The purpose here, though, is to simply state the obvious that Pandorum the movie seems to be a perfect setup for a sci-fi/modernesque RPG game. It would be ridiculously easy to set this up as a short (or long) adventure using some modern ruleset (like Alternity or D20 Modern) and watch as things unfold.

That is all.

Tuesday, September 29, 2009

Specialist Wizards

In the comments here, James M. talks about why he dislikes 2nd editions take on specialist wizards. Rather than clutter up the comments over there too much, I'll throw this up here.

I dislike 2e's specialist wizards for two reasons. First is the creation of a universal spell list that lumps both MU and Illusionist spells into a single collection. In 1e, there were spells -- illusionist spells -- that no MU could ever cast, regardless of their ostensible school. I think 2e misreads the meaning of the schools and attempts to over-rationalize them at the expense of flavor and mystery, which is what having separate spell lists for each class did.

Second, and more damning, many of the specialist wizard types exist for no other reason than to fill out a schema. No effort is made to make each specialist type unique. Instead, each type gets an identical bonus for its favored school and cannot cast spells from one or more "opposed" schools. It's in my opinion the triumph of categorization over substance, a kind of "spreadsheet" mentality where everything has to fit in a nice little box according to an outside rationale.

I don't think 2e specialist wizards (or specialty priests for that matter) are unholy abominations and I fully understand the reasoning behind their creation. However, I think they sacrifice too much uniqueness on the altar of simplicity/rationality and, given the choice, I'd rather stick with the original presentations.

While I can sympathize with James' point of view, I can't really agree with it. In my eye, the 1e (or OSRIC since it's effectively the same) Illusionist is no more mysterious than anything else. Nor is it particularly distinct. To me, it looks just like any other magic-user/wizard/arcanist/whatever-the-hell-we're-calling-them-now: a unique spell list is but a distinction without a difference. Honestly, what fundamental difference is there between an Illusionist and a Magic-User in the PHB other than a somewhat exclusive spell list?

Contrary to James' point of view, I think the designers understood the idea of spell schools and spheres perfectly well and that the real objection, here, is that all of 2nd edition's specialists are, at their core, pretty much the same thing. They get the same bonuses and penalties, they chose from a largely identical spell list except for banned and favored schools. In essence, they were as similar as two law school students, one who focused on criminal trial law and the other who focused on corporate finance law. In exchange for sacrificing a certain level of general knowledge (i.e., they do not have the breadth of comprehension that a genarlist does), they gain a depth of knowledge in their chosen field that gives them an edge both in the lab and in the field. In the end, though every one of them works with magic of a different sort, they all belong to the same archetype and class - the hermetic/academic spell caster - and, in my mind, do not at all need to be differentiated more than that. That way lay the dreaded realm of the third edition where every fine nuance on an archetype required it's own unique base class (in some cases there or four base classes) and any number of prestige classes.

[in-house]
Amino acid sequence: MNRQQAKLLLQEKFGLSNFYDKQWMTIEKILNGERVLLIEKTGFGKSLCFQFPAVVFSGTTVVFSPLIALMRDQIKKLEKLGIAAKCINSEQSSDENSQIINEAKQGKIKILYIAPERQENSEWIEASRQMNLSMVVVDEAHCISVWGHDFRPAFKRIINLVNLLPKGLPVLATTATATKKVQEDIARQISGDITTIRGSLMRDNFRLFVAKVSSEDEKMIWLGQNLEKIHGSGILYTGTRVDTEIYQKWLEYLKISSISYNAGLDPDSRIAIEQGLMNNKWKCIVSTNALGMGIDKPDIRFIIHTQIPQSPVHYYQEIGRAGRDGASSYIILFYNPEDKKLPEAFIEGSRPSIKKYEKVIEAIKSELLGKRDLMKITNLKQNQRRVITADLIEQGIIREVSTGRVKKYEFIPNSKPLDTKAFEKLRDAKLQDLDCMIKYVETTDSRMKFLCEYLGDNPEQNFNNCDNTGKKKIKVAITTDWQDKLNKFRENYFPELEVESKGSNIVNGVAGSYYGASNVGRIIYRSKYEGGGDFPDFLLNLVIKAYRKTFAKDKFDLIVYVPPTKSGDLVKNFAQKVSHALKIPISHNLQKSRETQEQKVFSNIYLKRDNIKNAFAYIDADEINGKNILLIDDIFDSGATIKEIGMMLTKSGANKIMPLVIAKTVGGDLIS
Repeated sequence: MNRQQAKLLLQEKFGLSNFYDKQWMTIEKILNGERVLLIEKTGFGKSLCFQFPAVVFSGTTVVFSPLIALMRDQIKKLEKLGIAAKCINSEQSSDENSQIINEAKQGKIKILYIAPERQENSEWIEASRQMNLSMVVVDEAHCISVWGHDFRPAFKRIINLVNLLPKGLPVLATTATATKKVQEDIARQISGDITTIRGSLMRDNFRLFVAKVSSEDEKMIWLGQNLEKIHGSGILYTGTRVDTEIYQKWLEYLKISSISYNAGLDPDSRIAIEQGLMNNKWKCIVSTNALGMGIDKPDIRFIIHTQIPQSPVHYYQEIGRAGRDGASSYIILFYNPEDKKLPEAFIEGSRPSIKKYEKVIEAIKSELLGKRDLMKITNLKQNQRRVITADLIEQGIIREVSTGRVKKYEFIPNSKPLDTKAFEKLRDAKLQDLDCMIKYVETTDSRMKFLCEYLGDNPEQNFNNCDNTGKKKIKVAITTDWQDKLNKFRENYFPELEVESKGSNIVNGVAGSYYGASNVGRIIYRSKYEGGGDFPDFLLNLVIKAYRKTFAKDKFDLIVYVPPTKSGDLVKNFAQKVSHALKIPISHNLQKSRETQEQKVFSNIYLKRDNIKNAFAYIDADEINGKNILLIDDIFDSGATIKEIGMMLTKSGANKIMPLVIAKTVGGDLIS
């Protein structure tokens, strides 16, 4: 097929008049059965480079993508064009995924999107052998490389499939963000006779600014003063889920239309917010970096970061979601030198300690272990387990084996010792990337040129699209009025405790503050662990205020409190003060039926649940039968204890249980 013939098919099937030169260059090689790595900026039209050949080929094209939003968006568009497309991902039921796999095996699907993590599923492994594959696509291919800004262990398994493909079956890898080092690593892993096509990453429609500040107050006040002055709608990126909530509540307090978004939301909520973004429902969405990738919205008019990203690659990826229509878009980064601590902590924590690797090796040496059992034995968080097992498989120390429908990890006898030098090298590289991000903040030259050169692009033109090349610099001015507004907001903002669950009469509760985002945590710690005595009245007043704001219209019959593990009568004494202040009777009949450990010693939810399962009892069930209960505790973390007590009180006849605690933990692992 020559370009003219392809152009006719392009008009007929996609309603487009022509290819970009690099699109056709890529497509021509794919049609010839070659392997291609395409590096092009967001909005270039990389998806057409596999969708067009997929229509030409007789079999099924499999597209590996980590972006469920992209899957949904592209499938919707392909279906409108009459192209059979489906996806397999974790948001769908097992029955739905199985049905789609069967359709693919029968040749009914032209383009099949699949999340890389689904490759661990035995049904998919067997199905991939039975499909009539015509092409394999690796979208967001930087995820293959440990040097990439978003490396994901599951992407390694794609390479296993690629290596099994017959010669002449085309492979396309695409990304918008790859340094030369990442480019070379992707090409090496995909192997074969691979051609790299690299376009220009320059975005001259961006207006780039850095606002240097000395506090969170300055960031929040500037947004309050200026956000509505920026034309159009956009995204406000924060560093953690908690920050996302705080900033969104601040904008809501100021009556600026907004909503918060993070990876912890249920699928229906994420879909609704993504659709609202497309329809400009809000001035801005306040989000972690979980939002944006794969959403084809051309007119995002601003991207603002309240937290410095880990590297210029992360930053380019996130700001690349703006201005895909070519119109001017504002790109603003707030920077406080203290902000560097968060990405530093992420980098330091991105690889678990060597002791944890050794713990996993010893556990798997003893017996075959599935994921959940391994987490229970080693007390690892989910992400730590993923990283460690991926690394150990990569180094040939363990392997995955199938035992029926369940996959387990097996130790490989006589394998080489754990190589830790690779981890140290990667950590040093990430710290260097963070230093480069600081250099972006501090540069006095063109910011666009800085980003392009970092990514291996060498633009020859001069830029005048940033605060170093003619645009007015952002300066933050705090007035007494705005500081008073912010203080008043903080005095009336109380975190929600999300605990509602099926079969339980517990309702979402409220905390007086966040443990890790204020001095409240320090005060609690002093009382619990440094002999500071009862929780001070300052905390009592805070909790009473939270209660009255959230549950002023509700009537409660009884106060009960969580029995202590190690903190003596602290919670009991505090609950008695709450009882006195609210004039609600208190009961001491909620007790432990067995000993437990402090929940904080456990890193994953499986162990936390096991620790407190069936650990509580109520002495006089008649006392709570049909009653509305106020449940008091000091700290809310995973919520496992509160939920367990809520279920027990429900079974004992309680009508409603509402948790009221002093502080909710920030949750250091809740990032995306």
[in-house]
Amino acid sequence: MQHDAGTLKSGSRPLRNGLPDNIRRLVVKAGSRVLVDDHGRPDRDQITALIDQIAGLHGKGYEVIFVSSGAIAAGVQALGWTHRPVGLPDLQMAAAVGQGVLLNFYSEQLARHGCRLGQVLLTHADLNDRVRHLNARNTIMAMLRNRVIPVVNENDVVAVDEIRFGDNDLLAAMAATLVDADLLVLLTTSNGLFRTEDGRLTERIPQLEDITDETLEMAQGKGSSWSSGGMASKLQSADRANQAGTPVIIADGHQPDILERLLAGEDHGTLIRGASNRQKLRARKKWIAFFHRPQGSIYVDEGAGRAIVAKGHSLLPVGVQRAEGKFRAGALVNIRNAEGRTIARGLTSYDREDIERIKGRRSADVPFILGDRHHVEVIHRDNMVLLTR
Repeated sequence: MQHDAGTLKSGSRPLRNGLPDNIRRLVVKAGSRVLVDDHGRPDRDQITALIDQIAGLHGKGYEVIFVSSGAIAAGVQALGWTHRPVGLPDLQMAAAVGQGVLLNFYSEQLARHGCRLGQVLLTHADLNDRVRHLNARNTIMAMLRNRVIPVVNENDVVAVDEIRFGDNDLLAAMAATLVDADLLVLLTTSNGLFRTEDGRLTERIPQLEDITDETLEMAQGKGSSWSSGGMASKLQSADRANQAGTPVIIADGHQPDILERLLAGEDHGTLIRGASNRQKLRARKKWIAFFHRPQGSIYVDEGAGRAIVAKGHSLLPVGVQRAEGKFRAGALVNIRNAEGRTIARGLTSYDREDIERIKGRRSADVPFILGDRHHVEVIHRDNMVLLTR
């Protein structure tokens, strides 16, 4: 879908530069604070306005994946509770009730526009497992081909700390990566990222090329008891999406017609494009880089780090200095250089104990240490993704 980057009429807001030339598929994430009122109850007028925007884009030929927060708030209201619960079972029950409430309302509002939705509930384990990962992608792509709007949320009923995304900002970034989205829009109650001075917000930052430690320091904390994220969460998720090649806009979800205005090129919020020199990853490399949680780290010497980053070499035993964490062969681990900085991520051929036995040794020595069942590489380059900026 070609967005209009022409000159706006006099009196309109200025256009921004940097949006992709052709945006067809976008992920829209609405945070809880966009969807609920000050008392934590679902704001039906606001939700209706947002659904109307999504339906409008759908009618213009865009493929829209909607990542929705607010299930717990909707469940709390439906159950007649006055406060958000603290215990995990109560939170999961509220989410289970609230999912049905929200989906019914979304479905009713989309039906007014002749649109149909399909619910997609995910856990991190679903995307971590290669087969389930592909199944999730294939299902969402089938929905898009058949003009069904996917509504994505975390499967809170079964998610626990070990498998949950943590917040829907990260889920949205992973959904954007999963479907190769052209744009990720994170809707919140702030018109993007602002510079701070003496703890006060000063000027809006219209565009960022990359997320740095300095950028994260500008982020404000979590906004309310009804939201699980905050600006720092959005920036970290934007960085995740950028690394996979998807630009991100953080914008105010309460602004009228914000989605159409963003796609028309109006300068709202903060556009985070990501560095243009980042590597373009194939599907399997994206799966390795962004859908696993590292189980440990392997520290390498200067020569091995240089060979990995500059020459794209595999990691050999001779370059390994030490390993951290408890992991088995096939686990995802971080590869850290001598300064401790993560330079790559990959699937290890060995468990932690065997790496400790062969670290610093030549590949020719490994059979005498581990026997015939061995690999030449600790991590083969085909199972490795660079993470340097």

Of course, I don't object to the idea that the spell lists are too much the same. Too often, it seems that, for the most part, the spells one wizard carries are virtually identical to just about any other out there. Can't tell you how many times the later 2e modules had every single wizard NPC carry magic missile, even if the evocation school was forbidden them. Personally, I think it might be very interesting to try a campaign in which all wizards are specialists (no such thing as a generalist in this world) and they are able to learn and cast spells ONLY from their favored school: a necromancer, therefor, would cast ONLY necromantic spells. There would be a short list of universal spells, the likes of Read Magic, Detect Magic, and so on, but otherwise, all spells would be the exclusive domain of the specialists.

Now, I'm not at all opposed here to the concept of adding truly unique specialist types. As much as Vancian casting works for D&D, I think the possibility of magically endowed characters who do not utilize recipie like spells is an intriguing one. I've simply never seen an adequate example of it that would work along the lines of the D&D game (or any version of it). Maybe a simple short hand for an elementalist would be to utilize the vancian system, but to remove the "spell book" aspect and have them function more like clerics. Their spell list would be a conglomeration of both clerical and magic-user spells that would fall within that element (i.e., both burning hands and flame-strike would be a part of a fire elementalist's spell list). Instead of a holy symbol or spell book, they would be carrying a fetish or medicine bag type of object which would act as a focus for the magic.

I don't know, I'm ust spitballing here. The entirety of D&D seems built around the concept of Vancian magic (with good reason) and it's difficult to go outside of that boundary without venturing into other realms.